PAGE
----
May 25, 2021
When Your Partner Refuses To Go To Therapy (And other viewer Qs)
How do you talk to that friend who’s breaking COVID rules? What do you do if your partner refuses to go to couples’ counselling? Jess dives into these topics on Global TV’s The Morning Show. Check out her notes and video interview below!
How to deal with friends who don’t agree on safety protocols as we lockdown for the 4058209384234th time?
The reality is that we have science, we have memes and, evidence-based research that doesn’t always fit into an easily shareable meme. And while memes can be a great way to distill and share information, they can also spread misinformation on all sides.
If you don’t agree, it’s okay, but you have to respect their boundaries. This means not taking their behaviour personally. If they’re not comfortable meeting indoors for dinner, don’t tell yourself the story that they’re not prioritizing you. They’re prioritizing their own comfort, their own mental and physical health. If they’re getting together with friends against public health regulations, it’s not about you. You don’t have to go.
So how do you know if the friendship will outlast the pandemic if you can’t agree on these types of things?
I wish I could tell you how to navigate these conversations in a meaningful and fruitful way, but the reality is that not every disagreement or conflict is resolvable. Of course, the challenge is understanding whether your disagreement is a deeper philosophical one (perhaps related to ethics or values) or a matter of interpreting the science differently. And if it’s the former, you may find that your friendship and values aren’t as aligned as you thought they were.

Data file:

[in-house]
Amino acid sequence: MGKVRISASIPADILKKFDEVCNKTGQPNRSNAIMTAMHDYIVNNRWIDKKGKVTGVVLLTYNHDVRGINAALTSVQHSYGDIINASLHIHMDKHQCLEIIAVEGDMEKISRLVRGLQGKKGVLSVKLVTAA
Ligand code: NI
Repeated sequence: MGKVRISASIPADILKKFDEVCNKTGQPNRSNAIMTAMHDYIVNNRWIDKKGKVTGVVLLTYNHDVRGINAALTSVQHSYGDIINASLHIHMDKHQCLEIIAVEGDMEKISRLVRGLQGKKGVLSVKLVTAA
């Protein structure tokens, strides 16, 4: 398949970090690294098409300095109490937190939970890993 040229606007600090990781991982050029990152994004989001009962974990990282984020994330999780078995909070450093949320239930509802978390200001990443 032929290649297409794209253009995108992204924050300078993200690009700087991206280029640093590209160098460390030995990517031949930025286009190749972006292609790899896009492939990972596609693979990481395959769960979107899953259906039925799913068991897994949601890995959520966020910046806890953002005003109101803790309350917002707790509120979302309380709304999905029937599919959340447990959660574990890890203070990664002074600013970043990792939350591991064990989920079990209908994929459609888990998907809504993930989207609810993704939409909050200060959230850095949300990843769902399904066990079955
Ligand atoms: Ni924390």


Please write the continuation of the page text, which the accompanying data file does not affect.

But the good news is that this is temporary. The scientists suggests that we can move into a post-pandemic Canada if we continue with public health measures including vaccinations, so parts of the issue.
What to do if your partner refuses to go to therapy but the relationship is on the rocks?
Please do not let your partner’s resistance to therapy hold you back. If you believe you can benefit from therapy as a couple, you can probably benefit from therapy on your own. So if your partner refuses to go to therapy, go on your own.
Sometimes when we want to go to couples therapy, it’s motivated by a desire to change our partner’s attitude or behaviour. But that’s beyond your control. You can adjust your own thoughts, you can adjust your reactions to your partner’s behaviour, and you can learn new skills that might improve your own functioning in the relationship.
How can a therapist help if only one person goes?
A therapist may be able to help you communicate your needs more effectively, or process your own feelings more with more self compassion. Talking to a therapist may help you to better understand your own triggers, explore your attachment styles (with nuance hopefully) and explore how you can.
Should you be worried if your partner won’t go to therapy with you?
If your partner refuses to work on the relationship more generally, that’s when you may run into an impasse. This is a bit of nuanced discussion because therapy is one way to work on the relationship, but it’s not the only way. It’s one way to work on yourself, but not the only way.
So if you see value in therapy, go on your own. If your partner sees value in other approaches, make space for those as well.